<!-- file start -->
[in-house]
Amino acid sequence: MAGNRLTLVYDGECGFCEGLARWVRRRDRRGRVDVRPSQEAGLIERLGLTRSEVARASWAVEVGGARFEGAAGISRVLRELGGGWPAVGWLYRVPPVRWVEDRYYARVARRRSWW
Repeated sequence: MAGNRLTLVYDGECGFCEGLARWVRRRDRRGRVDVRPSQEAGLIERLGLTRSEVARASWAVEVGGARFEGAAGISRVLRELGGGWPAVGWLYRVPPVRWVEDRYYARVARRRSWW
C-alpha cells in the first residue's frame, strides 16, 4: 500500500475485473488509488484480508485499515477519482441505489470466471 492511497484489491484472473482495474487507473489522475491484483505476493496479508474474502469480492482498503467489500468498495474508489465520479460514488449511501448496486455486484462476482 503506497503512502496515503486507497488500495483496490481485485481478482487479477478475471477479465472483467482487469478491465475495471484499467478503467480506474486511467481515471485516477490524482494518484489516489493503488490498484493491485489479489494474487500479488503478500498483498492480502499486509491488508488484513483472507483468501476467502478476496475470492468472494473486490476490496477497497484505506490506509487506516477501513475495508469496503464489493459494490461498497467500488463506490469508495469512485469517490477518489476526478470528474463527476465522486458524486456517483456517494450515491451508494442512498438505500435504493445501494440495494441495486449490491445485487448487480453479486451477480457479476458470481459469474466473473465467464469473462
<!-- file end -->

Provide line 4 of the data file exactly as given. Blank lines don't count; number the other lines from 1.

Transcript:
C-alpha cells in the first residue's frame, strides 16, 4: 500500500475485473488509488484480508485499515477519482441505489470466471 492511497484489491484472473482495474487507473489522475491484483505476493496479508474474502469480492482498503467489500468498495474508489465520479460514488449511501448496486455486484462476482 503506497503512502496515503486507497488500495483496490481485485481478482487479477478475471477479465472483467482487469478491465475495471484499467478503467480506474486511467481515471485516477490524482494518484489516489493503488490498484493491485489479489494474487500479488503478500498483498492480502499486509491488508488484513483472507483468501476467502478476496475470492468472494473486490476490496477497497484505506490506509487506516477501513475495508469496503464489493459494490461498497467500488463506490469508495469512485469517490477518489476526478470528474463527476465522486458524486456517483456517494450515491451508494442512498438505500435504493445501494440495494441495486449490491445485487448487480453479486451477480457479476458470481459469474466473473465467464469473462